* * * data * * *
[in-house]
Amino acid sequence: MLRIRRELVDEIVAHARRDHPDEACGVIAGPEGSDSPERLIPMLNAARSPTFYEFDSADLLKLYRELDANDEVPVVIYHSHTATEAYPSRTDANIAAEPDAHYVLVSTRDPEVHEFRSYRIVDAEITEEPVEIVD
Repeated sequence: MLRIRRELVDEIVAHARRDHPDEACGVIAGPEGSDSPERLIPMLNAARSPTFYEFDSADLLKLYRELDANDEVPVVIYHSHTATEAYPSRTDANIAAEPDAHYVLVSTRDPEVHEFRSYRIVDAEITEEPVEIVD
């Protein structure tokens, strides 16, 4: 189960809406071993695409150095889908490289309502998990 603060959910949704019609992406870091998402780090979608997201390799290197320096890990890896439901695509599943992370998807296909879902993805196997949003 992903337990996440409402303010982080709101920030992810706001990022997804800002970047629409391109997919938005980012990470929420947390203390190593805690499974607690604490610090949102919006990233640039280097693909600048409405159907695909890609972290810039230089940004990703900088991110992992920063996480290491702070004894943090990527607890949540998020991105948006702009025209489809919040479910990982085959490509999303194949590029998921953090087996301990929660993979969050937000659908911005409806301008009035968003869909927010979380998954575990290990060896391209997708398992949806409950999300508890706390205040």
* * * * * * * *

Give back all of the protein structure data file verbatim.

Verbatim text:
[in-house]
Amino acid sequence: MLRIRRELVDEIVAHARRDHPDEACGVIAGPEGSDSPERLIPMLNAARSPTFYEFDSADLLKLYRELDANDEVPVVIYHSHTATEAYPSRTDANIAAEPDAHYVLVSTRDPEVHEFRSYRIVDAEITEEPVEIVD
Repeated sequence: MLRIRRELVDEIVAHARRDHPDEACGVIAGPEGSDSPERLIPMLNAARSPTFYEFDSADLLKLYRELDANDEVPVVIYHSHTATEAYPSRTDANIAAEPDAHYVLVSTRDPEVHEFRSYRIVDAEITEEPVEIVD
């Protein structure tokens, strides 16, 4: 189960809406071993695409150095889908490289309502998990 603060959910949704019609992406870091998402780090979608997201390799290197320096890990890896439901695509599943992370998807296909879902993805196997949003 992903337990996440409402303010982080709101920030992810706001990022997804800002970047629409391109997919938005980012990470929420947390203390190593805690499974607690604490610090949102919006990233640039280097693909600048409405159907695909890609972290810039230089940004990703900088991110992992920063996480290491702070004894943090990527607890949540998020991105948006702009025209489809919040479910990982085959490509999303194949590029998921953090087996301990929660993979969050937000659908911005409806301008009035968003869909927010979380998954575990290990060896391209997708398992949806409950999300508890706390205040």